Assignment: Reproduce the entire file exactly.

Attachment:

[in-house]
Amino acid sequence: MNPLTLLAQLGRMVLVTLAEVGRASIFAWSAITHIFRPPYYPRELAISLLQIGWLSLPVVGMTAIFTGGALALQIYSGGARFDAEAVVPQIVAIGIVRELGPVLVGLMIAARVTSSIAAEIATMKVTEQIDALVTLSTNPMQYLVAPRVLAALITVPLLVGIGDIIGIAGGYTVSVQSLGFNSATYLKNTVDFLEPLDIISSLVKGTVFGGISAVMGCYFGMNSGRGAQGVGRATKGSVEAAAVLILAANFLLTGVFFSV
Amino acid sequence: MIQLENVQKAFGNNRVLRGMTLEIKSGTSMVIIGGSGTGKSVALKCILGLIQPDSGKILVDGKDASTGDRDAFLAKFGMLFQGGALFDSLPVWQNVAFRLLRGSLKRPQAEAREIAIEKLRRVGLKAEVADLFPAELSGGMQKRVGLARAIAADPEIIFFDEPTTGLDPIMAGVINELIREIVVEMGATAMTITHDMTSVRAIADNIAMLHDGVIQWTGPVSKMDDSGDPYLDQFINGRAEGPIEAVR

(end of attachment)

[in-house]
Amino acid sequence: MNPLTLLAQLGRMVLVTLAEVGRASIFAWSAITHIFRPPYYPRELAISLLQIGWLSLPVVGMTAIFTGGALALQIYSGGARFDAEAVVPQIVAIGIVRELGPVLVGLMIAARVTSSIAAEIATMKVTEQIDALVTLSTNPMQYLVAPRVLAALITVPLLVGIGDIIGIAGGYTVSVQSLGFNSATYLKNTVDFLEPLDIISSLVKGTVFGGISAVMGCYFGMNSGRGAQGVGRATKGSVEAAAVLILAANFLLTGVFFSV
Amino acid sequence: MIQLENVQKAFGNNRVLRGMTLEIKSGTSMVIIGGSGTGKSVALKCILGLIQPDSGKILVDGKDASTGDRDAFLAKFGMLFQGGALFDSLPVWQNVAFRLLRGSLKRPQAEAREIAIEKLRRVGLKAEVADLFPAELSGGMQKRVGLARAIAADPEIIFFDEPTTGLDPIMAGVINELIREIVVEMGATAMTITHDMTSVRAIADNIAMLHDGVIQWTGPVSKMDDSGDPYLDQFINGRAEGPIEAVR